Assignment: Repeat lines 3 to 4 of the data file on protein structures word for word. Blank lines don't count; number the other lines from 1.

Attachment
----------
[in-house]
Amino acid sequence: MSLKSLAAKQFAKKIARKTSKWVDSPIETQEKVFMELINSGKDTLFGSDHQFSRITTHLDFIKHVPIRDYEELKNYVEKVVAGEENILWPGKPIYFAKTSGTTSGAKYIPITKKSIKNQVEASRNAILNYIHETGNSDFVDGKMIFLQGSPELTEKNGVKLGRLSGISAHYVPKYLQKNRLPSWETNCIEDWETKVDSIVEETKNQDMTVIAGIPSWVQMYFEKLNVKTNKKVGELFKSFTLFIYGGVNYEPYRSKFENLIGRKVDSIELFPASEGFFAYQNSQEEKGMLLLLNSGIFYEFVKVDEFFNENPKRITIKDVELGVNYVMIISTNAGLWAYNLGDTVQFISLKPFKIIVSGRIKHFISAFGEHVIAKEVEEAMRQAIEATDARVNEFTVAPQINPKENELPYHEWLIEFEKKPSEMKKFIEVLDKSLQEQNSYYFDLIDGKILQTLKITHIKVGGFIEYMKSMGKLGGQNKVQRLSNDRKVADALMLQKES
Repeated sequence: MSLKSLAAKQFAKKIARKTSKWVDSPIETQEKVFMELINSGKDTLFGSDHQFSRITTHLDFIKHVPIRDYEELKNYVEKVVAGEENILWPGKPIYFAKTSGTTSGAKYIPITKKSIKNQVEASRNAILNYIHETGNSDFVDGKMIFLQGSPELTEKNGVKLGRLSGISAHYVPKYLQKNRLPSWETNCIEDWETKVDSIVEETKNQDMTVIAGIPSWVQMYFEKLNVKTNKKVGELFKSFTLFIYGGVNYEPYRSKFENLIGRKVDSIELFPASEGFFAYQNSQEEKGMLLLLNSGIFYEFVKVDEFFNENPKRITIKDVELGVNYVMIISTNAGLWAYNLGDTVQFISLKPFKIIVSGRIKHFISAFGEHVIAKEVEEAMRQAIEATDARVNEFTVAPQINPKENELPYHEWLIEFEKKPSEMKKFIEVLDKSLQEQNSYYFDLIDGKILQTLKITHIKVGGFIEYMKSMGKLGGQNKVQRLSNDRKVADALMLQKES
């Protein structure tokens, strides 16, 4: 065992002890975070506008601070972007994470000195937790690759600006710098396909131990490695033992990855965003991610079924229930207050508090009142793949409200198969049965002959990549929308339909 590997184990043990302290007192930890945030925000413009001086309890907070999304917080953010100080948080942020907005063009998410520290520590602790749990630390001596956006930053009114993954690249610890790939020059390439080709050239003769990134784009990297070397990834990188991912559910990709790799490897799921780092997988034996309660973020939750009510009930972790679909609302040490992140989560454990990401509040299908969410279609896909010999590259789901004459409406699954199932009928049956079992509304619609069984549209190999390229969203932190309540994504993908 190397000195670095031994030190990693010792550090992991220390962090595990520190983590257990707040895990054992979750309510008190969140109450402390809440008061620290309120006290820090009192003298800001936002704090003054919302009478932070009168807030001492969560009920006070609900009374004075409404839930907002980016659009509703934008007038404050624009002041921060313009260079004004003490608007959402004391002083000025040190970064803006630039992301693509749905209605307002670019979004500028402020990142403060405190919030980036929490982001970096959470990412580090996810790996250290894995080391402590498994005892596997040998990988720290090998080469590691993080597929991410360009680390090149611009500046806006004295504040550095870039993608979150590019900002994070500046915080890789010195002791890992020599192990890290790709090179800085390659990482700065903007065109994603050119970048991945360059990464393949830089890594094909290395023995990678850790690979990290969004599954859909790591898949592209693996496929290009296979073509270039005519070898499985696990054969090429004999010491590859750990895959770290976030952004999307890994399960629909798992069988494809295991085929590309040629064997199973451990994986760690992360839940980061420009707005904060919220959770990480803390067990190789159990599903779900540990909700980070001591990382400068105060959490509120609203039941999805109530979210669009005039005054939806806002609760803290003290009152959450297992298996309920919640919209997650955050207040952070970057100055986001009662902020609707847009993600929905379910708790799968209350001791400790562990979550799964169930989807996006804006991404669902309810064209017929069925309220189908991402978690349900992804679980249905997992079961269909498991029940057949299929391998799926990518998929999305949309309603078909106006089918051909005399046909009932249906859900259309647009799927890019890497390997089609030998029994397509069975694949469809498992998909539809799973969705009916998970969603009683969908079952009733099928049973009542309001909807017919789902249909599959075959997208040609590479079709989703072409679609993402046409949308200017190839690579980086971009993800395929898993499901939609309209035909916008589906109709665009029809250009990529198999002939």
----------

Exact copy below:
Repeated sequence: MSLKSLAAKQFAKKIARKTSKWVDSPIETQEKVFMELINSGKDTLFGSDHQFSRITTHLDFIKHVPIRDYEELKNYVEKVVAGEENILWPGKPIYFAKTSGTTSGAKYIPITKKSIKNQVEASRNAILNYIHETGNSDFVDGKMIFLQGSPELTEKNGVKLGRLSGISAHYVPKYLQKNRLPSWETNCIEDWETKVDSIVEETKNQDMTVIAGIPSWVQMYFEKLNVKTNKKVGELFKSFTLFIYGGVNYEPYRSKFENLIGRKVDSIELFPASEGFFAYQNSQEEKGMLLLLNSGIFYEFVKVDEFFNENPKRITIKDVELGVNYVMIISTNAGLWAYNLGDTVQFISLKPFKIIVSGRIKHFISAFGEHVIAKEVEEAMRQAIEATDARVNEFTVAPQINPKENELPYHEWLIEFEKKPSEMKKFIEVLDKSLQEQNSYYFDLIDGKILQTLKITHIKVGGFIEYMKSMGKLGGQNKVQRLSNDRKVADALMLQKES
């Protein structure tokens, strides 16, 4: 065992002890975070506008601070972007994470000195937790690759600006710098396909131990490695033992990855965003991610079924229930207050508090009142793949409200198969049965002959990549929308339909 590997184990043990302290007192930890945030925000413009001086309890907070999304917080953010100080948080942020907005063009998410520290520590602790749990630390001596956006930053009114993954690249610890790939020059390439080709050239003769990134784009990297070397990834990188991912559910990709790799490897799921780092997988034996309660973020939750009510009930972790679909609302040490992140989560454990990401509040299908969410279609896909010999590259789901004459409406699954199932009928049956079992509304619609069984549209190999390229969203932190309540994504993908 190397000195670095031994030190990693010792550090992991220390962090595990520190983590257990707040895990054992979750309510008190969140109450402390809440008061620290309120006290820090009192003298800001936002704090003054919302009478932070009168807030001492969560009920006070609900009374004075409404839930907002980016659009509703934008007038404050624009002041921060313009260079004004003490608007959402004391002083000025040190970064803006630039992301693509749905209605307002670019979004500028402020990142403060405190919030980036929490982001970096959470990412580090996810790996250290894995080391402590498994005892596997040998990988720290090998080469590691993080597929991410360009680390090149611009500046806006004295504040550095870039993608979150590019900002994070500046915080890789010195002791890992020599192990890290790709090179800085390659990482700065903007065109994603050119970048991945360059990464393949830089890594094909290395023995990678850790690979990290969004599954859909790591898949592209693996496929290009296979073509270039005519070898499985696990054969090429004999010491590859750990895959770290976030952004999307890994399960629909798992069988494809295991085929590309040629064997199973451990994986760690992360839940980061420009707005904060919220959770990480803390067990190789159990599903779900540990909700980070001591990382400068105060959490509120609203039941999805109530979210669009005039005054939806806002609760803290003290009152959450297992298996309920919640919209997650955050207040952070970057100055986001009662902020609707847009993600929905379910708790799968209350001791400790562990979550799964169930989807996006804006991404669902309810064209017929069925309220189908991402978690349900992804679980249905997992079961269909498991029940057949299929391998799926990518998929999305949309309603078909106006089918051909005399046909009932249906859900259309647009799927890019890497390997089609030998029994397509069975694949469809498992998909539809799973969705009916998970969603009683969908079952009733099928049973009542309001909807017919789902249909599959075959997208040609590479079709989703072409679609993402046409949308200017190839690579980086971009993800395929898993499901939609309209035909916008589906109709665009029809250009990529198999002939």